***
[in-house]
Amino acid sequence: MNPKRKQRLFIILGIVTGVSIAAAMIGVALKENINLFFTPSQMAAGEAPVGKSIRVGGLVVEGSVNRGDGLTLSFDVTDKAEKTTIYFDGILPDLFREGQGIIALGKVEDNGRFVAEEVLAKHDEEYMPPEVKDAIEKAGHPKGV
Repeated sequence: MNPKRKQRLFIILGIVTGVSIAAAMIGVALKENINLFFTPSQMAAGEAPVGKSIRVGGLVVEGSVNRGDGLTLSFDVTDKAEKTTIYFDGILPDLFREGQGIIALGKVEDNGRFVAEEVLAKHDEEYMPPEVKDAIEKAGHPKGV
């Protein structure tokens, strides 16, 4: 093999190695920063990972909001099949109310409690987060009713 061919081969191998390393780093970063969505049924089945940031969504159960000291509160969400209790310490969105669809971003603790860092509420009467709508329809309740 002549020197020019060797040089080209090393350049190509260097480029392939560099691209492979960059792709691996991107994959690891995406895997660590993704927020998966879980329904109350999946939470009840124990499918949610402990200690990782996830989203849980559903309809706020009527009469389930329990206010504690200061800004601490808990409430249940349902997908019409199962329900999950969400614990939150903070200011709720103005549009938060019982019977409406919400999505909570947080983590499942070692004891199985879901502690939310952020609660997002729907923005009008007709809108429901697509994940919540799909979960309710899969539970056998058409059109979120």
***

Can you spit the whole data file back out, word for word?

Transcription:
[in-house]
Amino acid sequence: MNPKRKQRLFIILGIVTGVSIAAAMIGVALKENINLFFTPSQMAAGEAPVGKSIRVGGLVVEGSVNRGDGLTLSFDVTDKAEKTTIYFDGILPDLFREGQGIIALGKVEDNGRFVAEEVLAKHDEEYMPPEVKDAIEKAGHPKGV
Repeated sequence: MNPKRKQRLFIILGIVTGVSIAAAMIGVALKENINLFFTPSQMAAGEAPVGKSIRVGGLVVEGSVNRGDGLTLSFDVTDKAEKTTIYFDGILPDLFREGQGIIALGKVEDNGRFVAEEVLAKHDEEYMPPEVKDAIEKAGHPKGV
């Protein structure tokens, strides 16, 4: 093999190695920063990972909001099949109310409690987060009713 061919081969191998390393780093970063969505049924089945940031969504159960000291509160969400209790310490969105669809971003603790860092509420009467709508329809309740 002549020197020019060797040089080209090393350049190509260097480029392939560099691209492979960059792709691996991107994959690891995406895997660590993704927020998966879980329904109350999946939470009840124990499918949610402990200690990782996830989203849980559903309809706020009527009469389930329990206010504690200061800004601490808990409430249940349902997908019409199962329900999950969400614990939150903070200011709720103005549009938060019982019977409406919400999505909570947080983590499942070692004891199985879901502690939310952020609660997002729907923005009008007709809108429901697509994940919540799909979960309710899969539970056998058409059109979120």